BISMARCK — The Standing Rock Sioux Tribe is calling on President Joe Biden’s administration to scrap its ongoing environmental review of the Dakota Access oil pipeline and start over, alleging that the federal government has overseen a biased process and botched its tribal obligations.
In a letter sent to the Department of the Army’s Acting Assistant Secretary for Civil Works Jaime Pinkham on Wednesday, Sept. 22, Standing Rock said the U.S. Army Corps of Engineers “is already gravely off track” in its court-ordered environmental review of Dakota Access and laid out a series of requests for a revamped study.
“The process for the development of this document is fatally flawed and its content irredeemable,” Standing Rock Chairman Mike Faith wrote in a letter also signed by the chairmen of the Oglala Sioux and Cheyenne River Sioux tribes of South Dakota. “We ask that you step in to fix the process immediately.”
The Army Corps’ environmental review, which began last September and is slated for completion in September 2022, was first mandated after a federal district court judge last year revoked the pipeline’s permit at its Missouri River crossing just off the Standing Rock reservation. The tribe has long argued that the pipeline endangers their water supply.
As a party to the environmental review, Standing Rock is privy to draft versions of the study. The tribe said the draft reveals the Army Corps has routinely shielded key information from them in the early stages of the process and ignored technical and cultural information that they submitted.
The Army Corps did not respond Wednesday to a request for comment on the tribe's allegations and requests.
In a statement, a Department of the Army spokesperson said the agency does not comment on pending litigation and referred questions to the Department of Justice, which did not immediately respond to a separate inquiry.
The announcement from Standing Rock comes just two days after the operators of Dakota Access turned to the U.S. Supreme Court in a bid to nix the environmental review completely. Attorneys for Dakota Access argued in a petition to the nation's highest court that the requirement for additional review set a dangerous precedent for energy and infrastructure projects and leaves the pipeline “at significant risk of being shut down.”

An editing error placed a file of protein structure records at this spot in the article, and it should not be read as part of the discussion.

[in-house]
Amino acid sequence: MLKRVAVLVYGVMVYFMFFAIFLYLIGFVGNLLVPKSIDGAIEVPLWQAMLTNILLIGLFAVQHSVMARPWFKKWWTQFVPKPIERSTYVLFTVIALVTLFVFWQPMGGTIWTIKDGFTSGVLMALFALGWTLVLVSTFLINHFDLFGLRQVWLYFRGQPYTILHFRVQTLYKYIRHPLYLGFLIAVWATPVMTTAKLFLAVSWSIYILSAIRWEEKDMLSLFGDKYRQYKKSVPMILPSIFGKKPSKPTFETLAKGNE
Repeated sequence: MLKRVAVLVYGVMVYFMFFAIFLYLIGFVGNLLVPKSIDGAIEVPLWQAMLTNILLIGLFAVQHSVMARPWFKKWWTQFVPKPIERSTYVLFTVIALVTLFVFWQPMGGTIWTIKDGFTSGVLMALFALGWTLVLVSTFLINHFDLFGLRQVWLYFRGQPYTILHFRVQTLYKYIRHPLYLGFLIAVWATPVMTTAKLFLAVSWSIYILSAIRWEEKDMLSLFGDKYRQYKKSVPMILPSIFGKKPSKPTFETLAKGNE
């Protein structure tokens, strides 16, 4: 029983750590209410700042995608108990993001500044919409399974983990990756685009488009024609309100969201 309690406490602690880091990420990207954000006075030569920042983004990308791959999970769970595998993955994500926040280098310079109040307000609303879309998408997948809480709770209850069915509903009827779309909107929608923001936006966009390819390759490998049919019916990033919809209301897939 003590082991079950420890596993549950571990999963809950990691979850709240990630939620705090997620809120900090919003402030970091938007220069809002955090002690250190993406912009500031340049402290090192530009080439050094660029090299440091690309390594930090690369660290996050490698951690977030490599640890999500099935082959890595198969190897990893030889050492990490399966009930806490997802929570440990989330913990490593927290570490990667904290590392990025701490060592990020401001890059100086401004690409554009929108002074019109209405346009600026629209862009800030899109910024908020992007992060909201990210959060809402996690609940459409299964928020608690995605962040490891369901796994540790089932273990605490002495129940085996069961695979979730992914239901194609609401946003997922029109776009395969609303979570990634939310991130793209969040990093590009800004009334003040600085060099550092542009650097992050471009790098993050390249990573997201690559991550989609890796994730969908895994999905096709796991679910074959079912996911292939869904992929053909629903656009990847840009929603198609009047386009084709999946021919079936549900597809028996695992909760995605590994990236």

While Indigenous and environmental opponents have so far come up short in their push to shutter Dakota Access, the completion of the Army Corps review could reignite litigation over the pipeline's operations.
Among the issues raised by the tribes, they alleged that the contractor commissioned by the Army Corps to carry out the review process violates conflict-of-interest laws and is essentially “an agent of DAPL.” The tribes noted that the company, a multinational consultancy called Environmental Resources Management, is a member of the country’s leading oil lobby, the American Petroleum Institute, which filed briefs in district court arguing against vacating Dakota Access' permit. They also noted that staff from a company subsidiary testified in favor of permitting the pipeline before South Dakota regulators in 2015.
Environmental Resources Management did not respond Wednesday to a request for comment.
The letter also includes a series of requests. Among them, Standing Rock insisted on full transparency to documents and data informing the environmental review process and asked that the Army Corps end its contract with Environmental Resources Management. The tribes also called for the Department of the Interior to be included as a participating party, arguing that the Army Corps “has consistently demonstrated an institutional lack of sensitivity” to tribal concerns.
Jan Hasselman, an attorney for the Standing Rock tribe, said that the early stages of the review process reflect little change of priorities from former President Donald Trump’s administration to President Joe Biden’s administration.
“It's a profound sense of disappointment and betrayal that an administration that came in with the loftiest rhetoric about environmental justice and Indigenous sovereignty has so badly mishandled this issue,” he said.
Dakota Access has been a flashpoint in debates over the country's energy and environmental future since protests over its construction near the Standing Rock reservation drew global attention in 2016 and 2017.
Operators of the pipeline reported last month that work to double the capacity of Dakota Access is halfway finished, allowing the pipeline to pump 750,000 barrels of oil per day. The rest of the expansion, to 1.1 million barrels a day, is expected to be complete by the end of this year.
Readers can reach reporter Adam Willis, a Report for America corps member, at firstname.lastname@example.org.